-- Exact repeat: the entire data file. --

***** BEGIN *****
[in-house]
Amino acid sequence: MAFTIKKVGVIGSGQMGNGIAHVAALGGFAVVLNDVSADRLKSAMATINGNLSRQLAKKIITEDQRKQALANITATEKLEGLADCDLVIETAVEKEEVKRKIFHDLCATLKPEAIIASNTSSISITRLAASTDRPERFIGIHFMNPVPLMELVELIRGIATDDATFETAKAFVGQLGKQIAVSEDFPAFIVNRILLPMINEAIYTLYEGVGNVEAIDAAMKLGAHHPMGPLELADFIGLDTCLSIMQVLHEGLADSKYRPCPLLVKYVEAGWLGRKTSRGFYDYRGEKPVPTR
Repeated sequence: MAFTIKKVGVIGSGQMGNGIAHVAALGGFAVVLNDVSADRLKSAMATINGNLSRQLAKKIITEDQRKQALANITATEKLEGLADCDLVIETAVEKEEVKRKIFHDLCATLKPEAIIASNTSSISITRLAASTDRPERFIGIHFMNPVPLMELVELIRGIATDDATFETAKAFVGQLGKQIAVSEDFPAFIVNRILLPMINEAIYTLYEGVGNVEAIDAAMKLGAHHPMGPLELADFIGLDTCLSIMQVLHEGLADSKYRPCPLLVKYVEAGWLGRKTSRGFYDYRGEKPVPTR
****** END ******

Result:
[in-house]
Amino acid sequence: MAFTIKKVGVIGSGQMGNGIAHVAALGGFAVVLNDVSADRLKSAMATINGNLSRQLAKKIITEDQRKQALANITATEKLEGLADCDLVIETAVEKEEVKRKIFHDLCATLKPEAIIASNTSSISITRLAASTDRPERFIGIHFMNPVPLMELVELIRGIATDDATFETAKAFVGQLGKQIAVSEDFPAFIVNRILLPMINEAIYTLYEGVGNVEAIDAAMKLGAHHPMGPLELADFIGLDTCLSIMQVLHEGLADSKYRPCPLLVKYVEAGWLGRKTSRGFYDYRGEKPVPTR
Repeated sequence: MAFTIKKVGVIGSGQMGNGIAHVAALGGFAVVLNDVSADRLKSAMATINGNLSRQLAKKIITEDQRKQALANITATEKLEGLADCDLVIETAVEKEEVKRKIFHDLCATLKPEAIIASNTSSISITRLAASTDRPERFIGIHFMNPVPLMELVELIRGIATDDATFETAKAFVGQLGKQIAVSEDFPAFIVNRILLPMINEAIYTLYEGVGNVEAIDAAMKLGAHHPMGPLELADFIGLDTCLSIMQVLHEGLADSKYRPCPLLVKYVEAGWLGRKTSRGFYDYRGEKPVPTR